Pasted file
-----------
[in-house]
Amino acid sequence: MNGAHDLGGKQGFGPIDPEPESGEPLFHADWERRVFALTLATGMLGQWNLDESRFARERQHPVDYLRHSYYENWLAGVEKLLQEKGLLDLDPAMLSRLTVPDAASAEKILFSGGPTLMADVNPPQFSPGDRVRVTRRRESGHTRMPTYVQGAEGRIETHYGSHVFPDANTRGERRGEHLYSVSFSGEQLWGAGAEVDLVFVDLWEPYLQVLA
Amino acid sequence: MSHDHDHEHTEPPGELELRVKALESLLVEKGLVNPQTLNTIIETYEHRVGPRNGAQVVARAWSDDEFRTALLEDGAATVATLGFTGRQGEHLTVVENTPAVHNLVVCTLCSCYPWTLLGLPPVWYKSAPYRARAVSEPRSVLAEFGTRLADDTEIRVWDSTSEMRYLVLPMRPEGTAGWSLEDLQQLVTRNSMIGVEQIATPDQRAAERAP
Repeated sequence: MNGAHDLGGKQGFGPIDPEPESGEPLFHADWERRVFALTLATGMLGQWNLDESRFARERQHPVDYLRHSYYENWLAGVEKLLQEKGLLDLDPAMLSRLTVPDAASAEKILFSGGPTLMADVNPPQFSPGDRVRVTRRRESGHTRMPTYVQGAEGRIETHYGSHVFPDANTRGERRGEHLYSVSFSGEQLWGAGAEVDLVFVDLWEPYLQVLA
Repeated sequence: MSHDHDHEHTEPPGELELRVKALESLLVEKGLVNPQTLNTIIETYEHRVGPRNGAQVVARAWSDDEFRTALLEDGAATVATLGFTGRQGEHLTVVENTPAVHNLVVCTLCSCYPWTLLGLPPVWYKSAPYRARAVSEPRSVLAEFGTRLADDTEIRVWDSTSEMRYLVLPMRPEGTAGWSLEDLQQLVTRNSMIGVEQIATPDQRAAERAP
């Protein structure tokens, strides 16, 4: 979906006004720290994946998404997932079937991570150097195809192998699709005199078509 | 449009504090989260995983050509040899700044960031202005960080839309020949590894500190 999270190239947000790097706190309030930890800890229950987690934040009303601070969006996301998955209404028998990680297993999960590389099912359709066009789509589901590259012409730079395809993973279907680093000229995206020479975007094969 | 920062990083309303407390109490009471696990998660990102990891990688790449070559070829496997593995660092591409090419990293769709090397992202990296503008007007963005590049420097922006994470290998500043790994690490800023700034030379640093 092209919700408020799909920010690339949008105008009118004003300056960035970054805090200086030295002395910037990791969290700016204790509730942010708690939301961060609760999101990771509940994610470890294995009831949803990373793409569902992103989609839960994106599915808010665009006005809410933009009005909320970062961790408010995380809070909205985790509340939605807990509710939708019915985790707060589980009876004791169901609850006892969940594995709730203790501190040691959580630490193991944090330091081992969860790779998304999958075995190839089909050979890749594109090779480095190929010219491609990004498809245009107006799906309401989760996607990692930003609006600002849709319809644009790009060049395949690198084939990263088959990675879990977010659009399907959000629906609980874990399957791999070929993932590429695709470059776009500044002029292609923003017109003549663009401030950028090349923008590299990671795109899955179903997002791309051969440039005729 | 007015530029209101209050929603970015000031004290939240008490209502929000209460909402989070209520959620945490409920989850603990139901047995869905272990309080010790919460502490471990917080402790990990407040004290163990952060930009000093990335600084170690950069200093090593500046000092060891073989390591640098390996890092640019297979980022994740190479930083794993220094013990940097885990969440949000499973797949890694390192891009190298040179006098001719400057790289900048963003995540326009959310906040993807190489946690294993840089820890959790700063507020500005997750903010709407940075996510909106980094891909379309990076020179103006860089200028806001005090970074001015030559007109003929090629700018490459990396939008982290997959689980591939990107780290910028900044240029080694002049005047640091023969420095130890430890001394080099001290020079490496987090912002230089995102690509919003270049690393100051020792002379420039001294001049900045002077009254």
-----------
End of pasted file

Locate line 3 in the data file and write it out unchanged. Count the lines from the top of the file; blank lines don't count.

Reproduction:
Amino acid sequence: MSHDHDHEHTEPPGELELRVKALESLLVEKGLVNPQTLNTIIETYEHRVGPRNGAQVVARAWSDDEFRTALLEDGAATVATLGFTGRQGEHLTVVENTPAVHNLVVCTLCSCYPWTLLGLPPVWYKSAPYRARAVSEPRSVLAEFGTRLADDTEIRVWDSTSEMRYLVLPMRPEGTAGWSLEDLQQLVTRNSMIGVEQIATPDQRAAERAP